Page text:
“We just won the Jefferson Cross Country Invitational!”
Laughter and applause blasted from the booths, Dave bowing and then immediately flourishing his arm in a long arc, recognizing the rest of the East High cast. Each of us stood and bowed to applause as we left the restaurant like conquering warriors.
That evening when dad asked how I did, all I said was second, not mentioning I let Steve cross the line half-a-step in front of me. He smirked at my loss, pulling another beer out of the refrigerator, heading for the couch, not bothering to ask more. For the first time, I didn’t give a shit what he thought. His words couldn’t hurt me.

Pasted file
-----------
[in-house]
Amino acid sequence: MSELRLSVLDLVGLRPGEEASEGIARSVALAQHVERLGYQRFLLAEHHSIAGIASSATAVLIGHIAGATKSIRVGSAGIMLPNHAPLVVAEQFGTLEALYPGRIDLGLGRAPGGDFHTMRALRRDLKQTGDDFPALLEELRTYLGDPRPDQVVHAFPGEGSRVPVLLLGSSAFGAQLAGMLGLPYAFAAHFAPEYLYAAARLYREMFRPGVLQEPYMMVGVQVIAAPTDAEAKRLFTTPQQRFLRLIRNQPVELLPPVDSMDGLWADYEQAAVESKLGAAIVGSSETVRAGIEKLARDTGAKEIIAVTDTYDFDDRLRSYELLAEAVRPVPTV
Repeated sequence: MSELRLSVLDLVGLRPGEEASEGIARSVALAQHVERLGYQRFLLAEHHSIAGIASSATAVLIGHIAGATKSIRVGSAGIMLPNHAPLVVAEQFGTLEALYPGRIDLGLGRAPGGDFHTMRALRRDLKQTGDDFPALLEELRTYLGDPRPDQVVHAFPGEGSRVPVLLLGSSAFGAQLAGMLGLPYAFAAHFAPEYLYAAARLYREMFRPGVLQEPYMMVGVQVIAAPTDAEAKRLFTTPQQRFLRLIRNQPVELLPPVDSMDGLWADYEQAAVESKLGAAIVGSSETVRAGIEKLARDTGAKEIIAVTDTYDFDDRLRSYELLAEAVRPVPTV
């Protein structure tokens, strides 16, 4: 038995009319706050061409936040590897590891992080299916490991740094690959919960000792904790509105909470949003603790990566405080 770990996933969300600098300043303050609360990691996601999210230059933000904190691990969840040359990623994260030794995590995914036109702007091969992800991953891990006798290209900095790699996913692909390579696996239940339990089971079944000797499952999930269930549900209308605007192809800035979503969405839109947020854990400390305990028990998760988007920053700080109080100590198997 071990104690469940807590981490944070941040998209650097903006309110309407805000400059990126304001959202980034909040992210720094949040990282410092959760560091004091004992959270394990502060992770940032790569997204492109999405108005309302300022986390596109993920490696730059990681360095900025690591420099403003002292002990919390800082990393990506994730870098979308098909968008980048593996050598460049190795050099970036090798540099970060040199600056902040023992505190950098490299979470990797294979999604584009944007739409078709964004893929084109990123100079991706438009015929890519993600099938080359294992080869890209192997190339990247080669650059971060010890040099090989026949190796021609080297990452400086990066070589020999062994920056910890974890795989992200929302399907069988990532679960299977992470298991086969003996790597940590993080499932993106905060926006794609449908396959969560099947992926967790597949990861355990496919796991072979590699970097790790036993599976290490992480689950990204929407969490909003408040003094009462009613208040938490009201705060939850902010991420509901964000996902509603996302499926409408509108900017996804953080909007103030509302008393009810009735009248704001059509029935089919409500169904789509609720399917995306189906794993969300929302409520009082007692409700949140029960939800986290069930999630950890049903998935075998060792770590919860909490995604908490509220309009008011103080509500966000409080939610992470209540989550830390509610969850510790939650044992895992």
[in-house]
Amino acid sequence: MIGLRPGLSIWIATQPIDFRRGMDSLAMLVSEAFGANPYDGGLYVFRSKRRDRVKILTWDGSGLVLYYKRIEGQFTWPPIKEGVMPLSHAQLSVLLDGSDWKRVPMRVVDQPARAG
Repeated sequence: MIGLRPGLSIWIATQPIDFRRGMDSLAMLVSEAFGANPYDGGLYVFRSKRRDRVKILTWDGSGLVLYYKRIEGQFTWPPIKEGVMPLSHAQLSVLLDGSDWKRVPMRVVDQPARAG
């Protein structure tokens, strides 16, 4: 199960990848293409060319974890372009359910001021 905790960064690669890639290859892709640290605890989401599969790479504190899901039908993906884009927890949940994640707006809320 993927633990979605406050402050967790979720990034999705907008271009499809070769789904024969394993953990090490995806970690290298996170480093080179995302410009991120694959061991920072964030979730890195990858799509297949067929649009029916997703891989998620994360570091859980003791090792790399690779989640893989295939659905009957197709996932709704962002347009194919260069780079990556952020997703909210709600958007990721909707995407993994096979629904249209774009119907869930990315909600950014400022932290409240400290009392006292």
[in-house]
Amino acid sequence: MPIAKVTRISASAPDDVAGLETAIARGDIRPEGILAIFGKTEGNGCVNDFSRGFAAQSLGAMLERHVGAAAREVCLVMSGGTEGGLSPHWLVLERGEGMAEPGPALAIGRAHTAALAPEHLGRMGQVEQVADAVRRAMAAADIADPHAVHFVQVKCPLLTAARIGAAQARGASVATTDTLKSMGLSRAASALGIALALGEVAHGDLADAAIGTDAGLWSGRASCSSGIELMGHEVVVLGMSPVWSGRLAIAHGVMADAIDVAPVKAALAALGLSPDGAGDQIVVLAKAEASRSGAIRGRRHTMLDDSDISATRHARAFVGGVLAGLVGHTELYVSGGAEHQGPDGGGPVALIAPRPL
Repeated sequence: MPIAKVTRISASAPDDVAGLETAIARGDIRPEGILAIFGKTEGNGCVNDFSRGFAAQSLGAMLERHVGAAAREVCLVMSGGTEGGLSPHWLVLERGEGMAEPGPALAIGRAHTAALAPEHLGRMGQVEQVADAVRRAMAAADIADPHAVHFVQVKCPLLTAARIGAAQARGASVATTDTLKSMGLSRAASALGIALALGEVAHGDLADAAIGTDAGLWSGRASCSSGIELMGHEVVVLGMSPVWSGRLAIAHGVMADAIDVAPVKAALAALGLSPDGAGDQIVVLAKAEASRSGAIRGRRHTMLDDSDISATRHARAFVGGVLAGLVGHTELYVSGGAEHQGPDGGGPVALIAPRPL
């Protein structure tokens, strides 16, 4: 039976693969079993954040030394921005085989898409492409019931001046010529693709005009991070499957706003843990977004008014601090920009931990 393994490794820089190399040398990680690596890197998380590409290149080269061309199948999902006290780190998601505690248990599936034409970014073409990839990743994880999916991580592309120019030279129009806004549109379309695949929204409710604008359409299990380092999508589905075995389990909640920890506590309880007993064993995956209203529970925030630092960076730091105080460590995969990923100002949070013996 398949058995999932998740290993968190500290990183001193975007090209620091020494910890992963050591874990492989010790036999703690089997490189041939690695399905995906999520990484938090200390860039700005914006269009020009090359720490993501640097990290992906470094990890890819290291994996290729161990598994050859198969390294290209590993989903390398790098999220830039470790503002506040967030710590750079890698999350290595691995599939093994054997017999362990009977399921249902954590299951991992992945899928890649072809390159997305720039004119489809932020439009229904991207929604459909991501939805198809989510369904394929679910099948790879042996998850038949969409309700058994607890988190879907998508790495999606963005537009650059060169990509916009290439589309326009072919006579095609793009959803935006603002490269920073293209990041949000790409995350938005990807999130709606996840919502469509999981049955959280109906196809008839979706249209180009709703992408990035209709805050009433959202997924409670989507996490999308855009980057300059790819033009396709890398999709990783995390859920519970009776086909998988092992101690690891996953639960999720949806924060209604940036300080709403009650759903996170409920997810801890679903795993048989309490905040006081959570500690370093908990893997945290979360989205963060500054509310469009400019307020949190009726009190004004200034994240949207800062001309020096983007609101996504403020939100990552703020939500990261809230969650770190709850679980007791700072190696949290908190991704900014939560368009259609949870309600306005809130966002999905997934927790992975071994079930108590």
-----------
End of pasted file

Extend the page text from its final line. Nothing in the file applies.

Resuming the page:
Mom doted over me that evening – meatloaf, mashed potatoes, and corn, Alice sneaking peeks at her when she got up to serve us more, excited she was in such a good mood. It felt like old times. I hugged her after the meal, thanking her for the good food. Her smile and a kiss on the cheek was my reward.
Life was good for the next two weeks, dad surprisingly civil, mom displaying a semblance of emotion, Alice free of taunting from Jeff Jones and his pals. My little sister’s buoyant conversation at the kitchen table and youthful exuberance made the meals fun.
We easily won the conference meet on our City Park course, Liz watching me take the MVC title by fifty yards over Steve, the first place medal hanging around my girlfriend's neck as we walked home hand in hand, listening to her description of what she was wearing to tonight’s Homecoming Prom. That night we double-dated with Steve and his girlfriend, after the dance driving out to the reservoir overlook to watch the submarine races while hidden under a blanket.